Overhaul of city zoning codes to take three to five years

The Atlanta City Studio, currently at Ponce City Market, will rotate to new locations to get input on Atlanta’s future growth and design. (Courtesy City of Atlanta)
The Atlanta City Studio, currently at Ponce City Market, will rotate to new locations to get input on Atlanta’s future growth and design. (Courtesy City of Atlanta)

The Buckhead Council of Neighborhoods returned from its summer break last night, Aug. 11, to get an update on the overhaul of the city’s Planning and Community Development department and rewriting of Atlanta’s outdated zoning codes.

The city’s deputy director of Planning and Community Development, Terri Lee, told the group that Atlanta’s zoning book hasn’t been updated since 1980. Lee said that the department had undergone a significant overhaul thanks to new Commissioner Tim Keane.

Lee said that since Keane’s arrival last year, there has been a new focus on customer service and strides have been made to make permitting easier for residents, developers and businesses.

“In the past, people would call our office with questions and no one would answer the phone,” Lee said. “That has changed.”

Those who come in looking for a permit – to build a deck on the back of their home, for example – should only have to wait 30 to 40 minutes. “It shouldn’t take 10 days to get a deck permit,” Lee said. “You can now also apply and pay online.”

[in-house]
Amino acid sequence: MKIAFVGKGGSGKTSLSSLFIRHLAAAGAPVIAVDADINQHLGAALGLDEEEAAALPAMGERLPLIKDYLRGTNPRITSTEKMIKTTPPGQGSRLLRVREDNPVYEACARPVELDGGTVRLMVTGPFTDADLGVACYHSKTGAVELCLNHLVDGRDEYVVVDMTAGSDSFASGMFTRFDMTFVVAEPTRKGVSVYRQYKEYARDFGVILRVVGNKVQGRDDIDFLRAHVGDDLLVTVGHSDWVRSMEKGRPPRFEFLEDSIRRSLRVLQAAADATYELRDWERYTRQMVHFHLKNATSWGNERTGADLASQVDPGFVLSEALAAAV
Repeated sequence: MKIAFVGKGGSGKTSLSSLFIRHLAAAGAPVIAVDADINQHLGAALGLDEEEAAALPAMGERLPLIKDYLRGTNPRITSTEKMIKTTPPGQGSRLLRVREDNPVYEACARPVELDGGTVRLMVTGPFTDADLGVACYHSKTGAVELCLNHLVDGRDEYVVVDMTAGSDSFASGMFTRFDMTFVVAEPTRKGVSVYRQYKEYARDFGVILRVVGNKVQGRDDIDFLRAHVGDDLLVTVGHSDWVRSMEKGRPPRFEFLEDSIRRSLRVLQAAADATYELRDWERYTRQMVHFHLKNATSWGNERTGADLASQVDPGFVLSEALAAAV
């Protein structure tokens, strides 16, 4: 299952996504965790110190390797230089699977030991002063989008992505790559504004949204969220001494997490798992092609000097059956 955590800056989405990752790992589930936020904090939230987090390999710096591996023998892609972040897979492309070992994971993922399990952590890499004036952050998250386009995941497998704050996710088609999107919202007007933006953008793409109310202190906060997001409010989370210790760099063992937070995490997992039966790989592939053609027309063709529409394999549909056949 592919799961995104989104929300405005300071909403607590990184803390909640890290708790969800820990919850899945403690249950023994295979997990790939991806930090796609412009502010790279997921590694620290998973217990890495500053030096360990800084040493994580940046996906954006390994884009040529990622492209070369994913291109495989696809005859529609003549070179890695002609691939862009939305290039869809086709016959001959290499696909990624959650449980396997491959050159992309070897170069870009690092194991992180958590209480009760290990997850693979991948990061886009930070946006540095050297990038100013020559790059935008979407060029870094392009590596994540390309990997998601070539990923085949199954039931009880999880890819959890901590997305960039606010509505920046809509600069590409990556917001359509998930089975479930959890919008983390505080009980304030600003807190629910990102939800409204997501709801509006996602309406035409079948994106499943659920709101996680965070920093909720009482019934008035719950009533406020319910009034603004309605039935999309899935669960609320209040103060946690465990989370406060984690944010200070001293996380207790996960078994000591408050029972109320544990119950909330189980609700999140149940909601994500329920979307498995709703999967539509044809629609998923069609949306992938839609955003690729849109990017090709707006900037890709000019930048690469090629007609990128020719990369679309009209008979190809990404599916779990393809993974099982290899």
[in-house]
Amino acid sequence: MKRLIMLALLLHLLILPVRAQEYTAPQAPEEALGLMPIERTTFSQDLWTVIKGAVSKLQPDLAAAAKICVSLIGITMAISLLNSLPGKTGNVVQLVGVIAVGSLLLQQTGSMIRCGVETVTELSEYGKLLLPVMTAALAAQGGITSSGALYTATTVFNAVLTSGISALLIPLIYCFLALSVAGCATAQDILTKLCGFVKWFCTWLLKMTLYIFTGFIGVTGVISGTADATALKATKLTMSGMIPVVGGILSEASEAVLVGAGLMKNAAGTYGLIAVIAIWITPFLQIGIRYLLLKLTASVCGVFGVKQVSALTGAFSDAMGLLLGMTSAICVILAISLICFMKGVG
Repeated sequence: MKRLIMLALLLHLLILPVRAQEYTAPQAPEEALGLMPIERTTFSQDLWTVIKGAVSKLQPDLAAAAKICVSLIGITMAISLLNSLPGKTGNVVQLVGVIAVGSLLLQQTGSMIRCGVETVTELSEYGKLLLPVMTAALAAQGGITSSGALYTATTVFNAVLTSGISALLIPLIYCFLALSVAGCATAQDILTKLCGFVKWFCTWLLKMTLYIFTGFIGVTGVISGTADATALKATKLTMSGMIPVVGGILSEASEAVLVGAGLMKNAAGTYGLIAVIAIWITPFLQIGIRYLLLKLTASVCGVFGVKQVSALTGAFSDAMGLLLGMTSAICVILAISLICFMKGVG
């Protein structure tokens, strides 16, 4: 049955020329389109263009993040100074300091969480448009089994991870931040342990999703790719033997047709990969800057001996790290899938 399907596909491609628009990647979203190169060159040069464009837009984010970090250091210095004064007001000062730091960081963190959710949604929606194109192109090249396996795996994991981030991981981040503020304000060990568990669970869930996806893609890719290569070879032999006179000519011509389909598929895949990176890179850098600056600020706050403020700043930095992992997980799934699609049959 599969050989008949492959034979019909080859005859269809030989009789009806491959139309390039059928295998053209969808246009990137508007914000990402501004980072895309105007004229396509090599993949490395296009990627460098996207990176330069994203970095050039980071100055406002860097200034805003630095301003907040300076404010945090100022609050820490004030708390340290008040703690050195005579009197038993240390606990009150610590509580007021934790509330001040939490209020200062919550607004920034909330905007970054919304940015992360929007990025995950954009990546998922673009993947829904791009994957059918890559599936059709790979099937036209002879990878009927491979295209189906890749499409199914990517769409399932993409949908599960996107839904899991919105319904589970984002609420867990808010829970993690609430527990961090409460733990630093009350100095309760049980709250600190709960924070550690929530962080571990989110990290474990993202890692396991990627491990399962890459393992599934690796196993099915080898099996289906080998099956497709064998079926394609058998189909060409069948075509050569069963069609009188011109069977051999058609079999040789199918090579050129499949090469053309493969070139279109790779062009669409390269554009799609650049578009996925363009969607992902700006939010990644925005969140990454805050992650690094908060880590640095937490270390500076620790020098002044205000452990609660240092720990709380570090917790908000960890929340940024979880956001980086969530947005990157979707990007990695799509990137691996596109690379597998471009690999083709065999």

Many of the estimated 300 people who visit the planning office daily are inquiring about zoning variances. “We have a high volume of variance requests, mainly because the codes haven’t been updated in more than 30 years,” Lee acknowledged.

Updating the zoning codes will be a three to five year process, but Lee said the office is initiating what she called a series of “quick wins” that could be implemented in the next three to six months. Those “quick wins” include updates of definitions of existing ordinances, neighborhood design standards and parking requirements.

Lee said the city was also conducting a study on increasing impact fees for developers, which, if approved, would be the first increase in 23 years.

Another element of streamlining the city planning department is the opening of the City Design Project Studio at Ponce City Market in the Old Fourth Ward. The studio invites residents to drop by the colorful, informal space to share their own visions for the city’s growth as well as wants and needs for their neighborhoods.

The studio, which has only been open for six weeks, will remain at Ponce City Market for six months then move to different location in the city. More information about the studio is available at facebook.com/atlcitystudio.

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